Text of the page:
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"A needle-free, inhalable vaccine against Ebola presents certain advantages. Immunization will not require trained medical personnel," study author Michelle Meyer said in a University of Texas Medical Branch (UTMB) at Galveston news release. Meyer is a postdoctoral fellow in its pathology department.
She and her colleagues found that the inhalable vaccine protected rhesus macaque monkeys against severe illness and death when they were exposed to the Ebola virus.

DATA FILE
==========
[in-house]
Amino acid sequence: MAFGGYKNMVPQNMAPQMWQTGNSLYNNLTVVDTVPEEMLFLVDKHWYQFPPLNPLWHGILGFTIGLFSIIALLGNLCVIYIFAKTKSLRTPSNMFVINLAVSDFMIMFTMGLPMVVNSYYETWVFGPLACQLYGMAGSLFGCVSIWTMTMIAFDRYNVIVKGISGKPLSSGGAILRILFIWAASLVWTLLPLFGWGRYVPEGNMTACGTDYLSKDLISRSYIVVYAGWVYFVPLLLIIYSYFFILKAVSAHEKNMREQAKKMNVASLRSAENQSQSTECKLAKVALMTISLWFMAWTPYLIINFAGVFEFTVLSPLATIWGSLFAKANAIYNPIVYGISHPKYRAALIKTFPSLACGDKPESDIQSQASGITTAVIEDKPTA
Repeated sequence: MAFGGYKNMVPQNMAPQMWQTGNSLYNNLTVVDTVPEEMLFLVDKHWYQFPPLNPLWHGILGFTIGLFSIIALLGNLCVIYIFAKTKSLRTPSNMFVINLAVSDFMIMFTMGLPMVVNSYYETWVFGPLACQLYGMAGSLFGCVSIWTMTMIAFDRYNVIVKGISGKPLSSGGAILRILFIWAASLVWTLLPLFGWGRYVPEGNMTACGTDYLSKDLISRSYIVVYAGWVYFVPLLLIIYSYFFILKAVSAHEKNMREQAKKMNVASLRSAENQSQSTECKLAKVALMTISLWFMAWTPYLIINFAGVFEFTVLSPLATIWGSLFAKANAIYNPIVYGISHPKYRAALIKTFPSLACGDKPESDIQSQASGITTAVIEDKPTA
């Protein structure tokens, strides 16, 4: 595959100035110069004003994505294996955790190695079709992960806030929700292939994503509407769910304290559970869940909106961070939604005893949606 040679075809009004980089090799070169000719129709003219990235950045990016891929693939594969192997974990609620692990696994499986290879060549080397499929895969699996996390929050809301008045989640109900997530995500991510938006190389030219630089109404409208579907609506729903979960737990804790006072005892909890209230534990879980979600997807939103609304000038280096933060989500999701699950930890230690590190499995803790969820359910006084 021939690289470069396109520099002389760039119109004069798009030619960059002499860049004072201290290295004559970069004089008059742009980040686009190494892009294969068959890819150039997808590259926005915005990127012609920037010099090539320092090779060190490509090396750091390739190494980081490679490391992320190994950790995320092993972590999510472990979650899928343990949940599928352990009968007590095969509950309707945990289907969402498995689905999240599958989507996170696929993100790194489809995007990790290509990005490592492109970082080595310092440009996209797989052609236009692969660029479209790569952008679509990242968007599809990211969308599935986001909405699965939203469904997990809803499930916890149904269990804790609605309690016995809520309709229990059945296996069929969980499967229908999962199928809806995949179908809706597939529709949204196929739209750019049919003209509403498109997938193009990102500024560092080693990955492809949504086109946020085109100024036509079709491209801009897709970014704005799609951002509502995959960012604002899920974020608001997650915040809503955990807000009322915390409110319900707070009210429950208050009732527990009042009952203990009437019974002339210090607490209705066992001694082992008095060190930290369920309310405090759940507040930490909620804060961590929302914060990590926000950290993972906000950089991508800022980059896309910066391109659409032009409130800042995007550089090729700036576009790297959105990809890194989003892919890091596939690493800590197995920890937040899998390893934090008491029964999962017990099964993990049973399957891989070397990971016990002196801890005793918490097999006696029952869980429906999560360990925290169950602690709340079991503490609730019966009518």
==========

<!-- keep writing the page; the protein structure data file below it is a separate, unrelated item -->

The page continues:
The findings were published July 13 in the Journal of Clinical Investigation.
"This study demonstrates successful aerosol vaccination against a viral hemorrhagic fever for the first time," study senior author and virologist Alex Bukreyev, a professor at UTMB, said in the news release.
"A single-dose aerosol vaccine would enable both prevention and containment of Ebola infections, in a natural outbreak setting where health care infrastructure is lacking or during bioterrorism and biological warfare scenarios," he added.
The researchers will apply for approval to conduct human clinical trials of the inhalable Ebola vaccine.
-- Robert Preidt
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